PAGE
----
Opening lines can torment writers.
The lead sentence can make or break what we’ve written. They are often the deciding factor in whether readers keep reading.
To find inspiration for my own writing projects, I often study the first lines of great literary works. Recently, I’ve been interested in the first lines of Shakespeare’s plays. Some of his most famous works open simply (“Who’s there?” in “Hamlet”), while others immediately draw readers in with a mystery.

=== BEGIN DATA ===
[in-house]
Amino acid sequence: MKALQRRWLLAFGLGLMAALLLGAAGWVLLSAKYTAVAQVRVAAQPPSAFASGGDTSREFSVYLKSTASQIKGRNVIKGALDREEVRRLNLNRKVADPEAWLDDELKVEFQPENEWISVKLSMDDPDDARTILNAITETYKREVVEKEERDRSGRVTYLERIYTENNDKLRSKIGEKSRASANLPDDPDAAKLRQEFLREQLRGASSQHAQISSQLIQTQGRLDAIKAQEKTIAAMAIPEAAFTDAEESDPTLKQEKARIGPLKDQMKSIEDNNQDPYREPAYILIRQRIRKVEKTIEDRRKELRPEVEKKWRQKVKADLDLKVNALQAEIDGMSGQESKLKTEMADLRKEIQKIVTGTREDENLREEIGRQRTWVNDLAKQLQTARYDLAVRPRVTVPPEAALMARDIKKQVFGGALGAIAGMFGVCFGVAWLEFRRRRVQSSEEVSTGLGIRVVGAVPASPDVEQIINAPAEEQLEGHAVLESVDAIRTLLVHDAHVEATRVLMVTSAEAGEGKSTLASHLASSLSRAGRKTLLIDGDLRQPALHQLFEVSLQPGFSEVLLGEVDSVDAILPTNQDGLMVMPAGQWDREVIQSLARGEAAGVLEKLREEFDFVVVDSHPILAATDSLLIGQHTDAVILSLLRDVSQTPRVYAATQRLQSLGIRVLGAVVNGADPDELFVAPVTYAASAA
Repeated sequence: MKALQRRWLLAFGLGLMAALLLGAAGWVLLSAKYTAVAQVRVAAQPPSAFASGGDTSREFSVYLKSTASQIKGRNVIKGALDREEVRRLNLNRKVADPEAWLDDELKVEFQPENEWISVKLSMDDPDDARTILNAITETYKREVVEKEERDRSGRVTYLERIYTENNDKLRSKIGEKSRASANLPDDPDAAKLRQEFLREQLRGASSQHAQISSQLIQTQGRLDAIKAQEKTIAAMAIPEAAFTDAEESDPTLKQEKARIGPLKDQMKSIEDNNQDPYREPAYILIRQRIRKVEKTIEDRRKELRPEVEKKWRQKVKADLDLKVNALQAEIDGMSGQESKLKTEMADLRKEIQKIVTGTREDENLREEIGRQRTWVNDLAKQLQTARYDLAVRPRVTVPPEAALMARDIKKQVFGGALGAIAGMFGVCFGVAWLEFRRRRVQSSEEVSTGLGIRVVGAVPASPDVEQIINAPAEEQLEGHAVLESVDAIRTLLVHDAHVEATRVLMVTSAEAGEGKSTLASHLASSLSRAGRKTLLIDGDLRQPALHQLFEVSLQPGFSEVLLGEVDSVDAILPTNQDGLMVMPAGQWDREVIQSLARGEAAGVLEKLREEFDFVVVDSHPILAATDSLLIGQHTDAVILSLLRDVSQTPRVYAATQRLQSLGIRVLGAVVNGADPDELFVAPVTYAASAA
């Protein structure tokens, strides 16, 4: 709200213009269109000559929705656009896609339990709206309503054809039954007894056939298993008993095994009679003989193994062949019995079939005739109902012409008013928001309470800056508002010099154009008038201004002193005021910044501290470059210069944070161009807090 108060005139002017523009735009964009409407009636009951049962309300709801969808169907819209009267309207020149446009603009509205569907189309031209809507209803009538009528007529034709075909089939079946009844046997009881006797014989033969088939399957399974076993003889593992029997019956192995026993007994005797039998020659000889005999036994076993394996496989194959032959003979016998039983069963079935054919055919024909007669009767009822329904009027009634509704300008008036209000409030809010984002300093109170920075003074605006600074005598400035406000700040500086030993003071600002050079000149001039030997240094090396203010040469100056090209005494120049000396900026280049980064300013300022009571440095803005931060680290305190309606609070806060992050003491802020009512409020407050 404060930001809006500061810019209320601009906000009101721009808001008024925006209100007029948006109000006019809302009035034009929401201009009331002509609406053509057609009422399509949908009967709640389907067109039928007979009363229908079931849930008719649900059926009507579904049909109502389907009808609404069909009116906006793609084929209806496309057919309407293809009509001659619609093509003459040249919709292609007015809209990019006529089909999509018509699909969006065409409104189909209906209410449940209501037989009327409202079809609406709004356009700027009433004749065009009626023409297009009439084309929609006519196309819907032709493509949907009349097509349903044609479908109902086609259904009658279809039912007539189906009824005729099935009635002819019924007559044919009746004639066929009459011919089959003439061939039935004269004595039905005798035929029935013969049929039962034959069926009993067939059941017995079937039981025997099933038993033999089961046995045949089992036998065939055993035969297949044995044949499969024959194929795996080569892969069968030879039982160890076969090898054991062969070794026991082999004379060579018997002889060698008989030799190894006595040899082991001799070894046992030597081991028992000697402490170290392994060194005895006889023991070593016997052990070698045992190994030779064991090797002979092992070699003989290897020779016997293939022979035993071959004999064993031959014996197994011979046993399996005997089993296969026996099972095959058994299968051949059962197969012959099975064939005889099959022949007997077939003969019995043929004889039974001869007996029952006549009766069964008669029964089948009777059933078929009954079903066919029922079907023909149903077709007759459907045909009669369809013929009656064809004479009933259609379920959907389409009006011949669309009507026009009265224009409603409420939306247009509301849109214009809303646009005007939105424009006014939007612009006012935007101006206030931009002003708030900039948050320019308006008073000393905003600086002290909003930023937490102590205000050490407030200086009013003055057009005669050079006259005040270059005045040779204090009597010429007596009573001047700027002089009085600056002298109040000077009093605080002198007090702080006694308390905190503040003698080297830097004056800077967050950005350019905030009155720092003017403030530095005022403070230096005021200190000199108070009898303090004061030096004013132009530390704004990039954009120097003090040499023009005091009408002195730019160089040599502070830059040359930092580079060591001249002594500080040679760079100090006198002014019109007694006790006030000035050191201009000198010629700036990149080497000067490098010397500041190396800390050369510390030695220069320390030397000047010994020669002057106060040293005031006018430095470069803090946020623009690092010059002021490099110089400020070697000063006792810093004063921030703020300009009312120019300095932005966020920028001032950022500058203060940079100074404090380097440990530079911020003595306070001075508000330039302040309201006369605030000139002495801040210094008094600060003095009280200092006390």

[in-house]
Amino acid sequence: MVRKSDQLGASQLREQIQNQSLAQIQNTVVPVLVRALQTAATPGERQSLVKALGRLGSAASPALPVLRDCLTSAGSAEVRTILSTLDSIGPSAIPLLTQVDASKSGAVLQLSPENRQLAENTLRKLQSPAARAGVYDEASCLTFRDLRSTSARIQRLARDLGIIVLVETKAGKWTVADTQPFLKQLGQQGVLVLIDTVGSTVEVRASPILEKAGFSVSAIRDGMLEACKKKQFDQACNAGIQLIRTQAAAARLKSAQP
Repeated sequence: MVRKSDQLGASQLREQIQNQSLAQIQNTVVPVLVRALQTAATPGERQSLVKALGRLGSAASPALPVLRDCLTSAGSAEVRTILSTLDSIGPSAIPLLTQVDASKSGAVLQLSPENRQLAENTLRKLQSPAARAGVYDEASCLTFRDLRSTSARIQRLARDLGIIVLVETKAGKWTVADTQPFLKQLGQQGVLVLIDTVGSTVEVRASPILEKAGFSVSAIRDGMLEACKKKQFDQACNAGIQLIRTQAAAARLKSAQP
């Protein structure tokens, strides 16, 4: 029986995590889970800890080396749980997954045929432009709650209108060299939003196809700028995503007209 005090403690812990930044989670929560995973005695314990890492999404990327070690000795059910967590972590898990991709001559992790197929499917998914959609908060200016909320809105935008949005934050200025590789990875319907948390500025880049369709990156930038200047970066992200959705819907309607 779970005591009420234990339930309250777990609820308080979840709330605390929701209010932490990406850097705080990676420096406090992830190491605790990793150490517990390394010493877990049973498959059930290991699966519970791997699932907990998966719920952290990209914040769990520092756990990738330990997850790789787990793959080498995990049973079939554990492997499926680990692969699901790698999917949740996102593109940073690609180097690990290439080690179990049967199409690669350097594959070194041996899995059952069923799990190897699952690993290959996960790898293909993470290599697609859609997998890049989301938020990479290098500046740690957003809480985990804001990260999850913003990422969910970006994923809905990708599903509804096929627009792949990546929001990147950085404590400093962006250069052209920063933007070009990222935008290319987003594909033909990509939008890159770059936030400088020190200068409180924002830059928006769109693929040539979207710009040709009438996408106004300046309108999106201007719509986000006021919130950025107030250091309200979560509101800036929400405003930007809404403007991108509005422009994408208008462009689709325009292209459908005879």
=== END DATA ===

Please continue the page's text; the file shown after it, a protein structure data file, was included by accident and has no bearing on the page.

Here are a few of my favorites:
“When shall we three meet again In thunder, lightning, or in rain?” -“Macbeth”
“In sooth, I know not why I am so sad.” -“The Merchant of Venice”
“If music be the food of love, play on; Give me excess of it, that, surfeiting, The appetite may sicken, and so die. -“Twelfth Night”
“Now is the winter of our discontent Made glorious summer by this sun of York;” -“Richard III”
“Two households, both alike in dignity, In fair Verona, where we lay our scene,” -“Romeo and Juliet”